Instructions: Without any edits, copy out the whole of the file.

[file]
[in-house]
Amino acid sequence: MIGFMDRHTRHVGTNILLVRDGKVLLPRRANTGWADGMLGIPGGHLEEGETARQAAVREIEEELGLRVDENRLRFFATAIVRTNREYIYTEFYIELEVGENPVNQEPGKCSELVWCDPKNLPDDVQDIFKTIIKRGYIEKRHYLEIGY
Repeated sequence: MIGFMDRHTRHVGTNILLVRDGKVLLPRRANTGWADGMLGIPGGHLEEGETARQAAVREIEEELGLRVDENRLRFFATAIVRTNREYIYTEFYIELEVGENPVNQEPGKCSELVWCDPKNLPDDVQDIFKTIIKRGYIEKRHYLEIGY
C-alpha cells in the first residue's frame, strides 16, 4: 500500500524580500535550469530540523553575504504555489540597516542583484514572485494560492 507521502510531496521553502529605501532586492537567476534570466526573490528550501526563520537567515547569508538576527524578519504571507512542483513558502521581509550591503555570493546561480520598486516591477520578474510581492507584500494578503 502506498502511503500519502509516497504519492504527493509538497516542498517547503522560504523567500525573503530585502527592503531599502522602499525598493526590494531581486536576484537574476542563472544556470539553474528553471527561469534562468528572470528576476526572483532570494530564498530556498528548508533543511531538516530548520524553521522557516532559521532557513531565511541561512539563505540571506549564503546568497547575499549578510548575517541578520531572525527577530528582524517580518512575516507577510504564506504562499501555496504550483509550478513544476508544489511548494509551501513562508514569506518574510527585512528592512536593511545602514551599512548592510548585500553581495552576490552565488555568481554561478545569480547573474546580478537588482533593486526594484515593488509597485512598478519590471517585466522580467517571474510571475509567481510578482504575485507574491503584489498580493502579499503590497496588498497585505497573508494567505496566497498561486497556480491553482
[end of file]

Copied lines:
[in-house]
Amino acid sequence: MIGFMDRHTRHVGTNILLVRDGKVLLPRRANTGWADGMLGIPGGHLEEGETARQAAVREIEEELGLRVDENRLRFFATAIVRTNREYIYTEFYIELEVGENPVNQEPGKCSELVWCDPKNLPDDVQDIFKTIIKRGYIEKRHYLEIGY
Repeated sequence: MIGFMDRHTRHVGTNILLVRDGKVLLPRRANTGWADGMLGIPGGHLEEGETARQAAVREIEEELGLRVDENRLRFFATAIVRTNREYIYTEFYIELEVGENPVNQEPGKCSELVWCDPKNLPDDVQDIFKTIIKRGYIEKRHYLEIGY
C-alpha cells in the first residue's frame, strides 16, 4: 500500500524580500535550469530540523553575504504555489540597516542583484514572485494560492 507521502510531496521553502529605501532586492537567476534570466526573490528550501526563520537567515547569508538576527524578519504571507512542483513558502521581509550591503555570493546561480520598486516591477520578474510581492507584500494578503 502506498502511503500519502509516497504519492504527493509538497516542498517547503522560504523567500525573503530585502527592503531599502522602499525598493526590494531581486536576484537574476542563472544556470539553474528553471527561469534562468528572470528576476526572483532570494530564498530556498528548508533543511531538516530548520524553521522557516532559521532557513531565511541561512539563505540571506549564503546568497547575499549578510548575517541578520531572525527577530528582524517580518512575516507577510504564506504562499501555496504550483509550478513544476508544489511548494509551501513562508514569506518574510527585512528592512536593511545602514551599512548592510548585500553581495552576490552565488555568481554561478545569480547573474546580478537588482533593486526594484515593488509597485512598478519590471517585466522580467517571474510571475509567481510578482504575485507574491503584489498580493502579499503590497496588498497585505497573508494567505496566497498561486497556480491553482